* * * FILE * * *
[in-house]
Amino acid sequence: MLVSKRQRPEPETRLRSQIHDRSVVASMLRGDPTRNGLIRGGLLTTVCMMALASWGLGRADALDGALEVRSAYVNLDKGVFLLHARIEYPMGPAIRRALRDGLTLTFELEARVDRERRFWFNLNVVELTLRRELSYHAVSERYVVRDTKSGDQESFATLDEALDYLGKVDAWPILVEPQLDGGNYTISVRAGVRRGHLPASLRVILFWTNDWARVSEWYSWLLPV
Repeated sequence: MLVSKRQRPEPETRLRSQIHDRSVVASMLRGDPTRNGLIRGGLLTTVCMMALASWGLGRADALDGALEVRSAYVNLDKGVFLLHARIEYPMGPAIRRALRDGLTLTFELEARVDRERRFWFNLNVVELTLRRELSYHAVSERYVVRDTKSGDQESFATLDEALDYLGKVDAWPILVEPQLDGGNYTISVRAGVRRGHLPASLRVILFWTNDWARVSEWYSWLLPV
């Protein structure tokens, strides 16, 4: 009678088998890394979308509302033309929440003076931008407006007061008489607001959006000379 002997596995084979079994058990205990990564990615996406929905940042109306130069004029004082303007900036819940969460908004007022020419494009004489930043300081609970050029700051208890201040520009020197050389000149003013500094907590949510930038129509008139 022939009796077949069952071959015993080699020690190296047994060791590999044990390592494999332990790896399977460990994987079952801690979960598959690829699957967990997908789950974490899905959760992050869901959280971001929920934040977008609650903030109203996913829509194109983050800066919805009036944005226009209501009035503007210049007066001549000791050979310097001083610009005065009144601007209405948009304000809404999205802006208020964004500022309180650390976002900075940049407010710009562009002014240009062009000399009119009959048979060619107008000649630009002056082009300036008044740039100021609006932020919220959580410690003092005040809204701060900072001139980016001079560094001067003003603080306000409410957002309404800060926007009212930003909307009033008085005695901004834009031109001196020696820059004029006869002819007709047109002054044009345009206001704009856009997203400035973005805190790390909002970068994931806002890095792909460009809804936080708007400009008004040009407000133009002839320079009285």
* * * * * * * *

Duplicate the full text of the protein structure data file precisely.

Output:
[in-house]
Amino acid sequence: MLVSKRQRPEPETRLRSQIHDRSVVASMLRGDPTRNGLIRGGLLTTVCMMALASWGLGRADALDGALEVRSAYVNLDKGVFLLHARIEYPMGPAIRRALRDGLTLTFELEARVDRERRFWFNLNVVELTLRRELSYHAVSERYVVRDTKSGDQESFATLDEALDYLGKVDAWPILVEPQLDGGNYTISVRAGVRRGHLPASLRVILFWTNDWARVSEWYSWLLPV
Repeated sequence: MLVSKRQRPEPETRLRSQIHDRSVVASMLRGDPTRNGLIRGGLLTTVCMMALASWGLGRADALDGALEVRSAYVNLDKGVFLLHARIEYPMGPAIRRALRDGLTLTFELEARVDRERRFWFNLNVVELTLRRELSYHAVSERYVVRDTKSGDQESFATLDEALDYLGKVDAWPILVEPQLDGGNYTISVRAGVRRGHLPASLRVILFWTNDWARVSEWYSWLLPV
């Protein structure tokens, strides 16, 4: 009678088998890394979308509302033309929440003076931008407006007061008489607001959006000379 002997596995084979079994058990205990990564990615996406929905940042109306130069004029004082303007900036819940969460908004007022020419494009004489930043300081609970050029700051208890201040520009020197050389000149003013500094907590949510930038129509008139 022939009796077949069952071959015993080699020690190296047994060791590999044990390592494999332990790896399977460990994987079952801690979960598959690829699957967990997908789950974490899905959760992050869901959280971001929920934040977008609650903030109203996913829509194109983050800066919805009036944005226009209501009035503007210049007066001549000791050979310097001083610009005065009144601007209405948009304000809404999205802006208020964004500022309180650390976002900075940049407010710009562009002014240009062009000399009119009959048979060619107008000649630009002056082009300036008044740039100021609006932020919220959580410690003092005040809204701060900072001139980016001079560094001067003003603080306000409410957002309404800060926007009212930003909307009033008085005695901004834009031109001196020696820059004029006869002819007709047109002054044009345009206001704009856009997203400035973005805190790390909002970068994931806002890095792909460009809804936080708007400009008004040009407000133009002839320079009285």